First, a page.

5:41 pm
Wed May 28, 2014

MA Birders' Big Day Almost (But Not Quite) Hits Jackpot: 200 Species in 24 Hours

Blackpoll Warbler
Credit Vern Laux

The Memorial Day Weekend just past was fabulous despite the weather forecasters being wrong about the weather for the entire weekend. The Cape and Islands had OK weather, throngs of people were everywhere and the familiar traffic patterns of summer reasserted itself for a short while. As always the birding was hard to beat and the last push of migrant landbirds arrived on the morning of May 25th as well as good numbers of shorebirds. Spectacular numbers of birds were seen at North Monomoy and off of Chatham all weekend long.

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Weekly Bird Report
10:48 am
Wed May 21, 2014

Migrants' Push to Return to Breeding Areas Likely to Produce a Great Weekend for Birding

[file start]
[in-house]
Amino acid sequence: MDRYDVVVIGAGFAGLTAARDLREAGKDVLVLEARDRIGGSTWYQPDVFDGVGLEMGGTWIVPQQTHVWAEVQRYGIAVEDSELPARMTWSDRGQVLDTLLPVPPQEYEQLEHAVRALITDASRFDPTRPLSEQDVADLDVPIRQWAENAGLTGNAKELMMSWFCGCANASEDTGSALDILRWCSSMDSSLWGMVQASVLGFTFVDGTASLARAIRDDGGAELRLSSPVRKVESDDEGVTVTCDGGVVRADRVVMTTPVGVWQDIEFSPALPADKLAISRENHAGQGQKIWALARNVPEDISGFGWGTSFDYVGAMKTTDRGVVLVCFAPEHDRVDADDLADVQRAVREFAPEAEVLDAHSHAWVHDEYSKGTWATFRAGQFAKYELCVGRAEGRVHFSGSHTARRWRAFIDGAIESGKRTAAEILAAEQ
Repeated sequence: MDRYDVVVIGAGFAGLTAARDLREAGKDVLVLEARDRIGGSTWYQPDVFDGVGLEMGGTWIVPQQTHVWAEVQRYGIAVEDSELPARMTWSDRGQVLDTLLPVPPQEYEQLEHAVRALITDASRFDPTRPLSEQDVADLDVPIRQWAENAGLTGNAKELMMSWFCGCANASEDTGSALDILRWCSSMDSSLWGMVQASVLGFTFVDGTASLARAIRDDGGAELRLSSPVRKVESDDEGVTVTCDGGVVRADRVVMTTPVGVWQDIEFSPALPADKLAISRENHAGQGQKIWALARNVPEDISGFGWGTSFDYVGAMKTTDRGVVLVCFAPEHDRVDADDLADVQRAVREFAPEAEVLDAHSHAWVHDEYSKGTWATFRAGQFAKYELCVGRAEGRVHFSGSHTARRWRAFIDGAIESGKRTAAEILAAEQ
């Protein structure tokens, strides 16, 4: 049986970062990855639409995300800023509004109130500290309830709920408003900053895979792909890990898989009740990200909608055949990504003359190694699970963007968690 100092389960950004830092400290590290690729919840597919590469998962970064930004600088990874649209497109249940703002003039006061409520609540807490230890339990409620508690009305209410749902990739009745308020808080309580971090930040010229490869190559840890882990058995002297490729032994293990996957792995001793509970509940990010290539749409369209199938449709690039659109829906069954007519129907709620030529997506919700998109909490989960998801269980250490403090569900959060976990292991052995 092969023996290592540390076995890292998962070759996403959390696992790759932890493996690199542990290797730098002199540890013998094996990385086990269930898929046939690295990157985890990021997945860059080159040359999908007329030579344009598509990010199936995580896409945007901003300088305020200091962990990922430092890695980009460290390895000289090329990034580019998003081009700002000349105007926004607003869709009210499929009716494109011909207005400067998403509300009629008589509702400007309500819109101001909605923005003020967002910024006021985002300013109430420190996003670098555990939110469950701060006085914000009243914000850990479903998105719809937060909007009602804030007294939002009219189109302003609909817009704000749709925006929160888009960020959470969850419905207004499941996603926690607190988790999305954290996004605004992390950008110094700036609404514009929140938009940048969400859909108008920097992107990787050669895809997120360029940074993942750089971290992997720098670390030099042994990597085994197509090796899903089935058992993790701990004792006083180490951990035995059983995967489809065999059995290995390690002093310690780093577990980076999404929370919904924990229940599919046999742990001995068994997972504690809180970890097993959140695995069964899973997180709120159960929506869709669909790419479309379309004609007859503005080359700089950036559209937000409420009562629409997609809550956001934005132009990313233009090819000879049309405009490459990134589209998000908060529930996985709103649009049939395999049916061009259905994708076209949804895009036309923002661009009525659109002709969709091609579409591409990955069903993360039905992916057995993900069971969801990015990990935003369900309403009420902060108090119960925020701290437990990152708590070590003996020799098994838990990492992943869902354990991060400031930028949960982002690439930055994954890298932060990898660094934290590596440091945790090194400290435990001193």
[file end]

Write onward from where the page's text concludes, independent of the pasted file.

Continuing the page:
Little Egret, similar to the one spotted on Nantucket this past weekend.
Credit Isidro Vila Verde / flickr

Last weekend as birders scoured the Cape and Islands, many taking part in a Birdathon raising funds for bird conservation, a wealth of birds were found. An egret from the Old World, a Little Egret was discovered on Nantucket where North America’s first Little Egret was discovered some twenty five years ago. A lingering Snow Goose and a Snowy Owl were also found, birds that should be long gone, far to the north of this region in mid-May. Despite a dearth of migrant thrushes, vireos and warblers, the determined birders managed to find many unusual birds.